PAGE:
A3

From (A1.6), we compute the partial derivative of advertising effort with respect to conformance quality, which gives \(u_Q =\frac{c}{4\beta }\left[ {\left( {\alpha +\beta \phi -X} \right) ^{2}-\frac{\beta ^{2}}{Q^{2}}\left( {\frac{dq_0 }{1+X}-\lambda } \right) ^{2}} \right] \), which is strictly positive. Further, from (A1.6), the greater the cumulative sales, the lower the advertising effort because \(u_X =-\frac{c}{2\beta }\left[ {Q\left( {\alpha +\beta \phi -X} \right) -\beta \left( {\frac{dq_0 }{1+X}-\lambda } \right) } \right] <0\). \(\square \)

A4

From (A1.7), the greater the conformance quality, the lower the quality improvement effort as \(v_Q =-\mu \), which is negative for a non-negative quality improvement effort in A1.7. \(\square \)

A5

Under a marketing policy only, the corresponding Hamiltonian writes:

$$\begin{aligned} H= & {} \left[ {Q\left( {p+\phi } \right) -\frac{dq_0 }{1+X}+\lambda } \right] \left( {\alpha -\beta p-X} \right) \left[ {aq_0 +\left( {b_1 +b_2 } \right) Y-b_2 X+cu} \right] \nonumber \\&-\frac{u^{2}}{2}-\frac{v^{2}}{2}+\mu v\left( {1-Q} \right) \end{aligned}$$
(A5.1)

where \(\eta (t)\) is the current-value costate variable associated with X(t), that is given by the equation:

$$\begin{aligned} \dot{\eta }=r\eta +\left[ {Q_0 p-\frac{dq_0 }{1+X}+\eta } \right] \left\{ {aq_0 +2\left[ {\left( {b_1 +b_2 } \right) Q_0 -b_2 } \right] X+cu-\left[ {\left( {b_1 +b_2 } \right) Q_0 -b_2 } \right] (\alpha -\beta p)} \right\} \nonumber \\ -\frac{dq_0 \left( {\alpha -\beta p-X} \right) }{\left( {1+X} \right) ^{2}}\left\{ {aq_0 +\left[ {\left( {b_1 +b_2 } \right) Q_0 -b_2 } \right] X+cu} \right\} \nonumber \\ \end{aligned}$$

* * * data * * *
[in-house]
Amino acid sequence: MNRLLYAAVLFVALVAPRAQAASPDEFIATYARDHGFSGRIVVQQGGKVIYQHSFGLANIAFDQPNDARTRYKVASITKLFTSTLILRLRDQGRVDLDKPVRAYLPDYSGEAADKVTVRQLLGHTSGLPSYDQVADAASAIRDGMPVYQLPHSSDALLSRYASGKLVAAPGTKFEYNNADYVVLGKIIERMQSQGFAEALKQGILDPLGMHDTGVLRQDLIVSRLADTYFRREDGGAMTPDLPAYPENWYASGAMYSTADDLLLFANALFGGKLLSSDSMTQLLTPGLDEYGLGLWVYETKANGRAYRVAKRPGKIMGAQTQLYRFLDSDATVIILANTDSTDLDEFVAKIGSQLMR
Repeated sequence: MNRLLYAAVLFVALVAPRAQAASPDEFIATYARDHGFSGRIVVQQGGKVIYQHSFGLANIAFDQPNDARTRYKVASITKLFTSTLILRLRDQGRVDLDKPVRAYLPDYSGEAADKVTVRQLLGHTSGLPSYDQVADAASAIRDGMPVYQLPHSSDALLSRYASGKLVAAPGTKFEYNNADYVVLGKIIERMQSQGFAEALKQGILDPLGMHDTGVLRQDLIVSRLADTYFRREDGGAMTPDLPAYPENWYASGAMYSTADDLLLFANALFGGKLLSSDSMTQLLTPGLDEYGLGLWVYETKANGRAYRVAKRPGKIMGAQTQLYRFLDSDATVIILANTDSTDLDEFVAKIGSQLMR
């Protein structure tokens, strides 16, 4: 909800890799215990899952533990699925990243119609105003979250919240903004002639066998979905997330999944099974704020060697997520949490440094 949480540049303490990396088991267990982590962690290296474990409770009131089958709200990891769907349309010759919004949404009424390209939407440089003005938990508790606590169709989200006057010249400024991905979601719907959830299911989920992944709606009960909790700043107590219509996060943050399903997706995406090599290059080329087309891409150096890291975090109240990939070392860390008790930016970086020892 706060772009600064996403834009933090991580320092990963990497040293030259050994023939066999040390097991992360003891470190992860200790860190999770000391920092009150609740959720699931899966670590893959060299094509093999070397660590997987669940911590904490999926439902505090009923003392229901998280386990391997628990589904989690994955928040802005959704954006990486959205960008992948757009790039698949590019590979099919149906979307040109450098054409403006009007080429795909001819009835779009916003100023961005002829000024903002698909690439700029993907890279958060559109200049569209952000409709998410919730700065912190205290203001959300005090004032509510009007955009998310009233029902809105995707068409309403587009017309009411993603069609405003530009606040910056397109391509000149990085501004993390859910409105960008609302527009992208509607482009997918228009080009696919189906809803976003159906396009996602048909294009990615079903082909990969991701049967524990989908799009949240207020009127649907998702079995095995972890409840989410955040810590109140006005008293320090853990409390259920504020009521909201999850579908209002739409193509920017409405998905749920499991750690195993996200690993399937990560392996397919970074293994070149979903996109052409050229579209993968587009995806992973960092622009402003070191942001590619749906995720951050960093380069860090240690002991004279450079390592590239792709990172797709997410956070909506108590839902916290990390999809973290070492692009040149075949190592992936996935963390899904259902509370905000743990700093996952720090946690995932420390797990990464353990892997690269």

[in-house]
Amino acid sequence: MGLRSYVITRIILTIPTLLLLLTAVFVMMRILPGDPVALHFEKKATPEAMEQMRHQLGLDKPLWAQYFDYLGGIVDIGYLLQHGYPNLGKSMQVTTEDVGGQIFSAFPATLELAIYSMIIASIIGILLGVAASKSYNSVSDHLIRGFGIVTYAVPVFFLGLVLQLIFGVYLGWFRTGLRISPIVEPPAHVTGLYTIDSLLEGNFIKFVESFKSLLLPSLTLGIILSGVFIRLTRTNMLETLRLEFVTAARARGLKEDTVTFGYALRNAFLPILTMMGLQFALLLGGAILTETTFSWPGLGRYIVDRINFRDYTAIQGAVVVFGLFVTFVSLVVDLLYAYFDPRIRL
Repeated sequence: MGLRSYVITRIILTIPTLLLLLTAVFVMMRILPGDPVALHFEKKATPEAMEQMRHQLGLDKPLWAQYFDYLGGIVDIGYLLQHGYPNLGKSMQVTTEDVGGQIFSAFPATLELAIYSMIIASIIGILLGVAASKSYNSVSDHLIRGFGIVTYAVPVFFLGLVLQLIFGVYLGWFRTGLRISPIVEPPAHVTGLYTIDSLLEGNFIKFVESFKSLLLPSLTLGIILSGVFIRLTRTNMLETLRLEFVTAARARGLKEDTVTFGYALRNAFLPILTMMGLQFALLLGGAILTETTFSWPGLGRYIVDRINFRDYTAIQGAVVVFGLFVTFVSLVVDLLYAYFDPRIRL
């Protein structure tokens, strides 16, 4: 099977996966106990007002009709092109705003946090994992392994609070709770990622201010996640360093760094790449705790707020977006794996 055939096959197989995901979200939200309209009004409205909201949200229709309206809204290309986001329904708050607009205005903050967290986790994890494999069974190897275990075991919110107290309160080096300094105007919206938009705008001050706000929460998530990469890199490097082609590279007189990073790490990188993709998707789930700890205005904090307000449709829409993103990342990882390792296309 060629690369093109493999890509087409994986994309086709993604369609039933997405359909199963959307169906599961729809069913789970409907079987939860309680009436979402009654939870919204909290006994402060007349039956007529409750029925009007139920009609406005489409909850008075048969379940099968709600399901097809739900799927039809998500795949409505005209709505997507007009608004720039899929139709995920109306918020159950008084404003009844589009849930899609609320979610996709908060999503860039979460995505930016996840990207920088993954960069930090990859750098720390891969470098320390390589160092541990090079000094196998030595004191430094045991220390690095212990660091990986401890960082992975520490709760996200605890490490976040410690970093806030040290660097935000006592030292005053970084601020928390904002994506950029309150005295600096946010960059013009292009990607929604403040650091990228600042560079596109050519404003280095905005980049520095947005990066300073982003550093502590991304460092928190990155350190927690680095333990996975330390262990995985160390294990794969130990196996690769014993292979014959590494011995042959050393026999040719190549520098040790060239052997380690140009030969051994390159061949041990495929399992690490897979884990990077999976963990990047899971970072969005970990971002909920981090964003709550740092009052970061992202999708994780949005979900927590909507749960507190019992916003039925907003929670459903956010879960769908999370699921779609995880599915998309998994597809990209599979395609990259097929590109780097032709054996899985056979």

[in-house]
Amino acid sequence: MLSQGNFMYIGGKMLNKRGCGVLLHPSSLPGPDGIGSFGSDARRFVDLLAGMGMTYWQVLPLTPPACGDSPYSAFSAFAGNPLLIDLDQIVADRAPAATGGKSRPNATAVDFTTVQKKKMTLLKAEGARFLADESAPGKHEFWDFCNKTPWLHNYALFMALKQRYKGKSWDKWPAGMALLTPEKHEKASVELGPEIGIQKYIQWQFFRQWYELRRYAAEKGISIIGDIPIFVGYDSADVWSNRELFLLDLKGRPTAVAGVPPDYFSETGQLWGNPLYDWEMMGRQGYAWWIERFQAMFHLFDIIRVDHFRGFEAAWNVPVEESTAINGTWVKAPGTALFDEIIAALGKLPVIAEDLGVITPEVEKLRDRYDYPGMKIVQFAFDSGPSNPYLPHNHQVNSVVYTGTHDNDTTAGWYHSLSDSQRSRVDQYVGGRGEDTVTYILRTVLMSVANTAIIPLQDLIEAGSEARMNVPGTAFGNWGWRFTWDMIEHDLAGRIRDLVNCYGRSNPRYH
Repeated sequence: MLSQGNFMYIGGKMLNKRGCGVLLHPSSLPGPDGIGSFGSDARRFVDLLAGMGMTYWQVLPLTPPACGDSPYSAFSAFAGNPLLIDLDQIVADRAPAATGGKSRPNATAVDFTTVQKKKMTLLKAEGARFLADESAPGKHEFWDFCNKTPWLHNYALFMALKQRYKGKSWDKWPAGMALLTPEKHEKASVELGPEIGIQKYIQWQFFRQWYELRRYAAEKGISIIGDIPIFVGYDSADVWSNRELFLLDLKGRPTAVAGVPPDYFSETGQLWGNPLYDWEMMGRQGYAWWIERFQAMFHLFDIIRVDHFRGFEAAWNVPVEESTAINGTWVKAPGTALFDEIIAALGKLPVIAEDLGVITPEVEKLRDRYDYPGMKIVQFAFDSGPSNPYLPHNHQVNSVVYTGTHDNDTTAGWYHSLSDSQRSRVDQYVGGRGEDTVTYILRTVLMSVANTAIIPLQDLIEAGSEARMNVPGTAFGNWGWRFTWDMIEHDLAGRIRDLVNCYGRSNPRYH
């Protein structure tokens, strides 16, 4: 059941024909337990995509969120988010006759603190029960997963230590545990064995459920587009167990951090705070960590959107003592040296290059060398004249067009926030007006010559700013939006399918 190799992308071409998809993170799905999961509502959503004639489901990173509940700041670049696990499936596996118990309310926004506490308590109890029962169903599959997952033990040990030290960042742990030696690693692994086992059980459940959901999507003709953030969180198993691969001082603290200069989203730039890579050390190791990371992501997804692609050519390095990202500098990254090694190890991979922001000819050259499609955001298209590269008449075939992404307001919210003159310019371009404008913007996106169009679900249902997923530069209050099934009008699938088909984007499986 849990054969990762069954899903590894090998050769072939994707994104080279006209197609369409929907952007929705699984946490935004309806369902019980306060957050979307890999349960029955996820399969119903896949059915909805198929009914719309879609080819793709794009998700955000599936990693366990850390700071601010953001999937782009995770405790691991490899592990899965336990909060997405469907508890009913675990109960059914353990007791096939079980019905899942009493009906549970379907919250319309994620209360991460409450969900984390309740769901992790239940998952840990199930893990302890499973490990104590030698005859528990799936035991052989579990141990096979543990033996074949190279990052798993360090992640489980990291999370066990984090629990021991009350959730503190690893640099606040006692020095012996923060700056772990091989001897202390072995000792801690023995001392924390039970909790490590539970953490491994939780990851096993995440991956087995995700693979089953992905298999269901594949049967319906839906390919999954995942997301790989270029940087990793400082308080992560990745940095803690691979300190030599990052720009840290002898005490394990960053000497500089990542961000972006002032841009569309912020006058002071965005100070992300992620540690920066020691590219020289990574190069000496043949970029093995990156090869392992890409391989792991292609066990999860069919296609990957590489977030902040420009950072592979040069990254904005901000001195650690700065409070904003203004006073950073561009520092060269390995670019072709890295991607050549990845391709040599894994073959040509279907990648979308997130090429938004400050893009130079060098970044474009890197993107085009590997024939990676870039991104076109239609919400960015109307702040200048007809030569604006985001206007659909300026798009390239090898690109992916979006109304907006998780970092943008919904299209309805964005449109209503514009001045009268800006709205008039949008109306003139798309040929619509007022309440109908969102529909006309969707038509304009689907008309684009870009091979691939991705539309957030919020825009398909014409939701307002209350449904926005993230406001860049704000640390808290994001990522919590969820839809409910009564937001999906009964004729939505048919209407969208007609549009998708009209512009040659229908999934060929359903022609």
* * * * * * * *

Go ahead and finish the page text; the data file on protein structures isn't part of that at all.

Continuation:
(A5.2)

along with its transversality condition, that is:

$$\begin{aligned} \eta (T)=0 \end{aligned}$$

Necessary conditions for optimality are:

$$\begin{aligned} H_p =0\Rightarrow p= & {} \frac{1}{2\beta Q_0 }\left[ {Q_0 \left( {\alpha -X} \right) +\beta \left( {\frac{dq_0 }{1+X}-\eta } \right) } \right] \end{aligned}$$
(A5.3)
$$\begin{aligned} H_u =0\Rightarrow u= & {} c\left( {\alpha -\beta p-X} \right) \left[ {Q_0 p-\frac{dq_0 }{1+X}+\eta } \right] \end{aligned}$$